WorkFit Feature Round-up: Assessing Capabilities
by Daniel Luby, on Nov 9, 2016 8:45:00 AM
Thank you to everyone who attended the Capabilities Demystified Webinar Series. The turn out was wonderful. Many of the attendees provided great questions that made it easy to pick this months WorkFit Round-up topic. During the WorkFit Demo session we received several questions targeted at Capability Assessments. So we thought we'd recap on the key points and product functionality to address those questions.
Jeff Scott mentions in his blog post “Capabilities Demystified-Part 3” the first step in assessing a capability model is to determine value contribution, then (and only then) assess performance. This entails determining the strategic and financial impact of the capabilities which results in a contribution map.
Organizations then assess the model on how effective and efficient the capabilities are in comparison to the industry standard. This results in the creation of a performance map. The combination of the contribution and performance maps form a calculated heat map.
Some of you may be asking what happens next?
Workfit offers organizations the flexibility to perform a more granular assessment of their capability model.
Adjusted Heat- The tool uses an algorithm to determine heat scores based on the four criteria mentioned above. It is a best practice for organizations to review their completed heat map and make any necessary adjustments using the adjusted heat function.
Resource Health- Once an organization has finalized their heat map they can begin to do a root cause analysis of their heat map. It is important to have an understanding of what is causing capabilities to be ineffective and inefficient as this impacts an organizations ability to close gaps.
- People- Are adequate resources allocated to the capability? Do they have sufficient training?
- Process- Are the processes that support the capability outdated? Are their steps that could be eliminated? Could the process be automated?
- Technology- Are the applications and systems supporting the capability modern or antiquated? Are there cost reduction opportunities?
Establishing which of these root cause items is responsible for the heat allows organizations to create targeted projects to address the heat and close the capability gap. This insight also helps organizations determine the cost of closing the capability gap, which in turn enables the correct prioritization within the investment roadmap.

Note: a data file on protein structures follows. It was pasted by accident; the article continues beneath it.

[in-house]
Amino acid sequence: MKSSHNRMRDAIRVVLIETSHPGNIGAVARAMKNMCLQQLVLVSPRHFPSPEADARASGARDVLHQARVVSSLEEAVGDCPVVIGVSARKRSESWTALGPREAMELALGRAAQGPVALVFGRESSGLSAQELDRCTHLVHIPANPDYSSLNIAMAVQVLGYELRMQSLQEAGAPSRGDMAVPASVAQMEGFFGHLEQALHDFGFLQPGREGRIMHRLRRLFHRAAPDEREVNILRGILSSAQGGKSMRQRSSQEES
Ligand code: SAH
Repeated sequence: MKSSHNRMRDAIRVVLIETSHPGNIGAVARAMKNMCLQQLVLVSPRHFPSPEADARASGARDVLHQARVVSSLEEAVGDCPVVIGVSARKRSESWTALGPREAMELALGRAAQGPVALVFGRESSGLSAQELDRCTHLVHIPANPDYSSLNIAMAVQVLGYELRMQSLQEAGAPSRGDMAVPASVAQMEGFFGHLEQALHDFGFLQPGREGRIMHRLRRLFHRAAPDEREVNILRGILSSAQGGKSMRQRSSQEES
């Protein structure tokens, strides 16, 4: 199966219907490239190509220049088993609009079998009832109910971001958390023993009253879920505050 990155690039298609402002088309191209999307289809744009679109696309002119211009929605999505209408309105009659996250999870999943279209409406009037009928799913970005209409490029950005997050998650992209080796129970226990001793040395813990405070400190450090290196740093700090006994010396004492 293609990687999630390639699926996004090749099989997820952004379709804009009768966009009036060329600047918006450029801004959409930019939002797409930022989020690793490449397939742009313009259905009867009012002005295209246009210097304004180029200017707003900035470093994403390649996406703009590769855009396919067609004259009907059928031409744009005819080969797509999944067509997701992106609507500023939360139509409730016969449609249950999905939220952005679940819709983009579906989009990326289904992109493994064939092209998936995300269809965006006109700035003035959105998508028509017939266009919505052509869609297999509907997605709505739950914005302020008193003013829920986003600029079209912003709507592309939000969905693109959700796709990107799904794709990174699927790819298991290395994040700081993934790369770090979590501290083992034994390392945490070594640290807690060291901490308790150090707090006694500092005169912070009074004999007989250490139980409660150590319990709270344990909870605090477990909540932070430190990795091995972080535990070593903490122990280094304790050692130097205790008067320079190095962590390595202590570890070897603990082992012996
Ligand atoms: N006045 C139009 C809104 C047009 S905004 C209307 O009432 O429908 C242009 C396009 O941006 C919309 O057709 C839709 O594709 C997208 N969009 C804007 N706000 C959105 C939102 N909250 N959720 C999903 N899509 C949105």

Sourcing- Not all capabilities are created equal. Business necessity capabilities have a low strategic and financial impact on organizations. This makes them a prime candidate for outsourcing if there is any heat related to them.
- Proprietary Knowledge- It is valuable to determine which capabilities have a low degree of proprietary knowledge. Meaning to execute the capability, very little information is needed that an organization is not willing to share with external organizations. This makes the capability a good candidate for external sourcing. E.g- Processing Payroll. World class payroll is not a competitive advantage.
- Tightly Coupled- Analyze if the capability is tightly coupled into your company’s internal processes, and cannot be extracted easily. If yes, this makes the capability a poor candidate for external sourcing. E.g- Advantage Capabilities. Attracting, Assembling and Retaining world class talent are not capabilities an organization would want to outsource.
The assessment of the categories "proprietary knowledge" and "tightly coupled" leads to the generation of a sourcing canvas.
Custom- Organizations have the flexibility to create their own assessment categories. This allows for the capability model and assessment to be tailored to any type of industry or project.
Performing these detailed assessments better enables organizations to focus in on the key capabilities that need improvement. The granular assessments also provide information on which capability gap closure projects would be quick wins.
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